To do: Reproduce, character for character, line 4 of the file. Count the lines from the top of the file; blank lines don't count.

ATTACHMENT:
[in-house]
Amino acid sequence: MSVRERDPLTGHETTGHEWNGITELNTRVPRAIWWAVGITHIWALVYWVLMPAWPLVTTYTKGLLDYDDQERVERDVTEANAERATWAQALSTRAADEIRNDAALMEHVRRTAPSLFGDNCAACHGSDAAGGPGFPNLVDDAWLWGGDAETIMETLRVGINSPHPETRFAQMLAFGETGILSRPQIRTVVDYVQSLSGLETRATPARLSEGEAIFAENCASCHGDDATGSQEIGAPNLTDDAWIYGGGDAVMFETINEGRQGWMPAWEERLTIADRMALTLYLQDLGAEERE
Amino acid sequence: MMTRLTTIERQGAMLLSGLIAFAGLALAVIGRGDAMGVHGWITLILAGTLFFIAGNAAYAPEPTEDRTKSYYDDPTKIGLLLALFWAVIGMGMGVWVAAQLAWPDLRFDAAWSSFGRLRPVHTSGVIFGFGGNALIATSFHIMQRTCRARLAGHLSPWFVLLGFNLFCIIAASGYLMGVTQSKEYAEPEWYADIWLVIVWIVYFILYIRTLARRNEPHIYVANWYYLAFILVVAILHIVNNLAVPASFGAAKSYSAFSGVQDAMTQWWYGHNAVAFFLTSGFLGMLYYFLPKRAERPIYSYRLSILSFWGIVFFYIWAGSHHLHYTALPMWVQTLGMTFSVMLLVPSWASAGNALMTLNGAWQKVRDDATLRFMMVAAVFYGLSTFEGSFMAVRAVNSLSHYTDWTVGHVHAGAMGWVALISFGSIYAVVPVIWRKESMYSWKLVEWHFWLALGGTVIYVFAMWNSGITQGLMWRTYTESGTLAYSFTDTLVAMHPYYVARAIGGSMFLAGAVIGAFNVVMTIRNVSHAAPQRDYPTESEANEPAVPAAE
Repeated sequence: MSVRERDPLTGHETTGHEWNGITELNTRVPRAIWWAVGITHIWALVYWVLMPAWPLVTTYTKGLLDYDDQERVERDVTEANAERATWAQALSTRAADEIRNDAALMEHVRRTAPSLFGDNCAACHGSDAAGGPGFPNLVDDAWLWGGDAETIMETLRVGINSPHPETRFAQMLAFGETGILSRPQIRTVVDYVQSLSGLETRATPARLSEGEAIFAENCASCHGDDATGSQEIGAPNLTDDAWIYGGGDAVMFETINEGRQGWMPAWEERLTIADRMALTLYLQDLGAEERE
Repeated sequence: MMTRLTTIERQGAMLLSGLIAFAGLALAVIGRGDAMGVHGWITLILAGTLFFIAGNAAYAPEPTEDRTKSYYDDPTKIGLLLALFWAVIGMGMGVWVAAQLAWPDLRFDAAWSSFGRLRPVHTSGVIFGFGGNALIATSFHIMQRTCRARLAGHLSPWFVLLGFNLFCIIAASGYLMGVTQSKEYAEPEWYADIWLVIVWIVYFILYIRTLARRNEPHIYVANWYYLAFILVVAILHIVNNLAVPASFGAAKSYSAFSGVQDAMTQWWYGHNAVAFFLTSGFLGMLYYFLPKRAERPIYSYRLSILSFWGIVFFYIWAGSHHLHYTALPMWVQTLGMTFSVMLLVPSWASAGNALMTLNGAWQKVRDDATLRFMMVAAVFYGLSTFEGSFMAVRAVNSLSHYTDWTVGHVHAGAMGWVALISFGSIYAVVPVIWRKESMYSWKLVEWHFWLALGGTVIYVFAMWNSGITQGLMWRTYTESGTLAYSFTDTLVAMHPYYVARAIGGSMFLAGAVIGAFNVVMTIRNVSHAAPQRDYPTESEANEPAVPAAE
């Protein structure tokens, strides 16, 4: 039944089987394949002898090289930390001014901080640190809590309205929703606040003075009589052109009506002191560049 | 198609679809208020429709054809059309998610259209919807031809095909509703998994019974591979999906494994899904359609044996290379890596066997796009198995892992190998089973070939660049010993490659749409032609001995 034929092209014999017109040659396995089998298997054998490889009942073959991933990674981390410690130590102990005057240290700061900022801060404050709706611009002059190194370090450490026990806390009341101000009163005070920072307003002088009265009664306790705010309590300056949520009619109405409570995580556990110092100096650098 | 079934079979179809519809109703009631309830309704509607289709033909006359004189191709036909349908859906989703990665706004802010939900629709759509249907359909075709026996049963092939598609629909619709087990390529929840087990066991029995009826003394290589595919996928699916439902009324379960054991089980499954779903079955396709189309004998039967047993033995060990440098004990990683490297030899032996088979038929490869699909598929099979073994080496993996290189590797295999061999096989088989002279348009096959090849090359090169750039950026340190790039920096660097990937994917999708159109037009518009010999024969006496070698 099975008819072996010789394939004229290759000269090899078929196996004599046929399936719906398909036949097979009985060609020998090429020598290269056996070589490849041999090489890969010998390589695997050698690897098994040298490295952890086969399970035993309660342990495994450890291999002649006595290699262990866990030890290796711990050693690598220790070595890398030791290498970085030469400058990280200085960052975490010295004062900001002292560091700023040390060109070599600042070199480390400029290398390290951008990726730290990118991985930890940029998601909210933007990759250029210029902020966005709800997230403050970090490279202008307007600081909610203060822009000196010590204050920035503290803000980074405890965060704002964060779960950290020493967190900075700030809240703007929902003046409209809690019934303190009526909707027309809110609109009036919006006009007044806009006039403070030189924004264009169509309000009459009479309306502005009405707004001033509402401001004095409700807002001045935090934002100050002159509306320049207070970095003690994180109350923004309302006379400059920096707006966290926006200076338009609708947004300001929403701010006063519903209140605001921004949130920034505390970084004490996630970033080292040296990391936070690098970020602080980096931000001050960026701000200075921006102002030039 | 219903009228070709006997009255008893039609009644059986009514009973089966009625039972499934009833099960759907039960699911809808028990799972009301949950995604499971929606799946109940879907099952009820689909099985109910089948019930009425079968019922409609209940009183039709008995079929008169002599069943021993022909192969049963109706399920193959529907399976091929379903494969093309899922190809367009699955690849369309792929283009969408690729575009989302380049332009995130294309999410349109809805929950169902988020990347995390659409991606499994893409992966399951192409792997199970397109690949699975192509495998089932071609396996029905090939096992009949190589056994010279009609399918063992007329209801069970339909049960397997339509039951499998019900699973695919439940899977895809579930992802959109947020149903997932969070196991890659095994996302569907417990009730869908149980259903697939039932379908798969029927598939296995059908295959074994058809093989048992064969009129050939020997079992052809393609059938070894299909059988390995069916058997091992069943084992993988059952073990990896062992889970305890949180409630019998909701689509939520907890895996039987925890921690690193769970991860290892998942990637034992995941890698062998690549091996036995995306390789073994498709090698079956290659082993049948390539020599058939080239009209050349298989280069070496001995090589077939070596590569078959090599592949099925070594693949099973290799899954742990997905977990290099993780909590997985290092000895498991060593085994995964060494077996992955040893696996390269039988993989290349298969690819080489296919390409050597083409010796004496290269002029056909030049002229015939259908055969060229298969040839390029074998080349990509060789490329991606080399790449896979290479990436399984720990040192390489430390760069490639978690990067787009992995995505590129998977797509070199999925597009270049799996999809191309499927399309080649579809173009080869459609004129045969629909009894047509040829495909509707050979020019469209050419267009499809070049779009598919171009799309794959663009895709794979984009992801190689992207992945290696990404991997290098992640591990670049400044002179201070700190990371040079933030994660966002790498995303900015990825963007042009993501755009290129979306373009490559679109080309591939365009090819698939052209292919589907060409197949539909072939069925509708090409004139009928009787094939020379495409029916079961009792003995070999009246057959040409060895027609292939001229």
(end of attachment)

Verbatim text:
Repeated sequence: MSVRERDPLTGHETTGHEWNGITELNTRVPRAIWWAVGITHIWALVYWVLMPAWPLVTTYTKGLLDYDDQERVERDVTEANAERATWAQALSTRAADEIRNDAALMEHVRRTAPSLFGDNCAACHGSDAAGGPGFPNLVDDAWLWGGDAETIMETLRVGINSPHPETRFAQMLAFGETGILSRPQIRTVVDYVQSLSGLETRATPARLSEGEAIFAENCASCHGDDATGSQEIGAPNLTDDAWIYGGGDAVMFETINEGRQGWMPAWEERLTIADRMALTLYLQDLGAEERE